What replaces the electrons that are lost by energized photosystem I?
A pigment molecule in the photosystem absorbs one photon, a quantity or “packet” of light energy, at a time. To replace the electron in the chlorophyll, a molecule of water is split. This splitting releases an electron and results in the formation of oxygen (O2) and hydrogen ions (H+) in the thylakoid space.
How are the electrons replaced when they are energized and lost from photosystem II?
The two electrons lost from photosystem II are replaced by the splitting of water molecules. It is here that photons again energize each electron and propel their transfer to ferredoxin. Ferredoxin then transfers the electrons to the ferredoxin-NADP-reductase, also known as FNR.
What happens to the energy of the electrons that travel down the electron transport chain between photosystem II and photosystem I?
In the photosystem II (PSII) reaction center, energy from sunlight is used to extract electrons from water. The electrons travel through the chloroplast electron transport chain to photosystem I (PSI), which reduces NADP+ to NADPH. The electron transport chain moves protons across the thylakoid membrane into the lumen.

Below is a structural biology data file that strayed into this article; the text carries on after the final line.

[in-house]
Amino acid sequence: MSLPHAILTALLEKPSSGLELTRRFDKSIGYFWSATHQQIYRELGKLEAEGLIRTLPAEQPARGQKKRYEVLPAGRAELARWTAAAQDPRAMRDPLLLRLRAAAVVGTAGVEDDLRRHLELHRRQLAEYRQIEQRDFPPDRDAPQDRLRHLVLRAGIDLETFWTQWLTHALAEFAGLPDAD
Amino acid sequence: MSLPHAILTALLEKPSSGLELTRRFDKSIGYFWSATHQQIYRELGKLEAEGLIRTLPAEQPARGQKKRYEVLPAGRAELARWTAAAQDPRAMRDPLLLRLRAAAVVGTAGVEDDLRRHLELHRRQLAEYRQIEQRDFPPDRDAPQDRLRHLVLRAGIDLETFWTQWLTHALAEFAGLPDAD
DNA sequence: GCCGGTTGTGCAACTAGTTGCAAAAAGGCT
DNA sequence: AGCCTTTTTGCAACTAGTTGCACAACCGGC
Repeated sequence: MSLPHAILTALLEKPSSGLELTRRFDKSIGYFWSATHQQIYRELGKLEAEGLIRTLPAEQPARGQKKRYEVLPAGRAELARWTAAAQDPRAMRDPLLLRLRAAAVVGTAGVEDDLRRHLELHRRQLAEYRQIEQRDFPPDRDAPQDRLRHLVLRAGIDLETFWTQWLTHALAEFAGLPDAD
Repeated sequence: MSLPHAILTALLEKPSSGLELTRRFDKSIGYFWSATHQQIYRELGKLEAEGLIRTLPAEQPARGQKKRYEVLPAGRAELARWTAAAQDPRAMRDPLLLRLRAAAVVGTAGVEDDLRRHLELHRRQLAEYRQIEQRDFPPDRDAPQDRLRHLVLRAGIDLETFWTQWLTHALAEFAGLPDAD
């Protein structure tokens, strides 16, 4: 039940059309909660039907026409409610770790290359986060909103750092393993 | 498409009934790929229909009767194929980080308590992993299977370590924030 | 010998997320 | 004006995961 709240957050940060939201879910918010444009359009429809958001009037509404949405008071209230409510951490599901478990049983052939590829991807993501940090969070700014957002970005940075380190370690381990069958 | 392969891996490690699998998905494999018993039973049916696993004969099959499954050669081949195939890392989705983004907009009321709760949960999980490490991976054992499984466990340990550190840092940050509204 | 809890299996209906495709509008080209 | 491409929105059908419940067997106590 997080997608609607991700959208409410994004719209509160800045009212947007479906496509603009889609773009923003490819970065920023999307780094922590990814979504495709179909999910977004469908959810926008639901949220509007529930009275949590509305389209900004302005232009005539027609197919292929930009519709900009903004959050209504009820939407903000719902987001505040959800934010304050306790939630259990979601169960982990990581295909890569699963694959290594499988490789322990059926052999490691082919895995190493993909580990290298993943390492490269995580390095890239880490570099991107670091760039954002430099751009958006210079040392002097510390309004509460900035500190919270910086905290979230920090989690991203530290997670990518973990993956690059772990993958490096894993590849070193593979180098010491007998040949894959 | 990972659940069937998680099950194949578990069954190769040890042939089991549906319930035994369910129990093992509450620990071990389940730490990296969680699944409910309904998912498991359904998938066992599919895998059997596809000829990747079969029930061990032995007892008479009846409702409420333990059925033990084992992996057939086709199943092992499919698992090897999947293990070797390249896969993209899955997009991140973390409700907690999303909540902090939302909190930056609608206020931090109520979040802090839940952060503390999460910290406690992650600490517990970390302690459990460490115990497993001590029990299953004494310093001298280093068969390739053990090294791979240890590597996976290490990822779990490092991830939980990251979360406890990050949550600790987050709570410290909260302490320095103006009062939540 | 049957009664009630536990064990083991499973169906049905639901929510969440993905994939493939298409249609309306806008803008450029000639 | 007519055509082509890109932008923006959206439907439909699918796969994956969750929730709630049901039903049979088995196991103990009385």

What happens when light energy excites electrons in photosystem II?
What happens when light energy excites electrons in photosystem II? Electrons are released into the electron transport system.
What happens when a photon of light hits photosystem II?
When a photon hit photosystem II, light energy absorbed by one of the pigments in photosystem II, energy is carried from one pigment to another and reach down to the reaction center . NADPH formation.
What is the main function of photosystem 1?
Photosystem I is an integral membrane protein complex that uses light energy to catalyze the transfer of electrons across the thylakoid membrane from plastocyanin to ferredoxin. Ultimately, the electrons that are transferred by Photosystem I are used to produce the high energy carrier NADPH.
What is the purpose of photosystems I and II?
Photosystems are the functional units for photosynthesis, defined by a particular pigment organization and association patterns, whose work is the absorption and transfer of light energy, which implies transfer of electrons. There are two kinds of photosystems: photosystem I (PSI) and photosystem II (PSII) (Fig. 3.3).
What happens in carbon fixation in Calvin cycle?
In the Calvin cycle, carbon atoms from CO2start text, C, O, end text, start subscript, 2, end subscript are fixed (incorporated into organic molecules) and used to build three-carbon sugars. This process is fueled by, and dependent on, ATP and NADPH from the light reactions.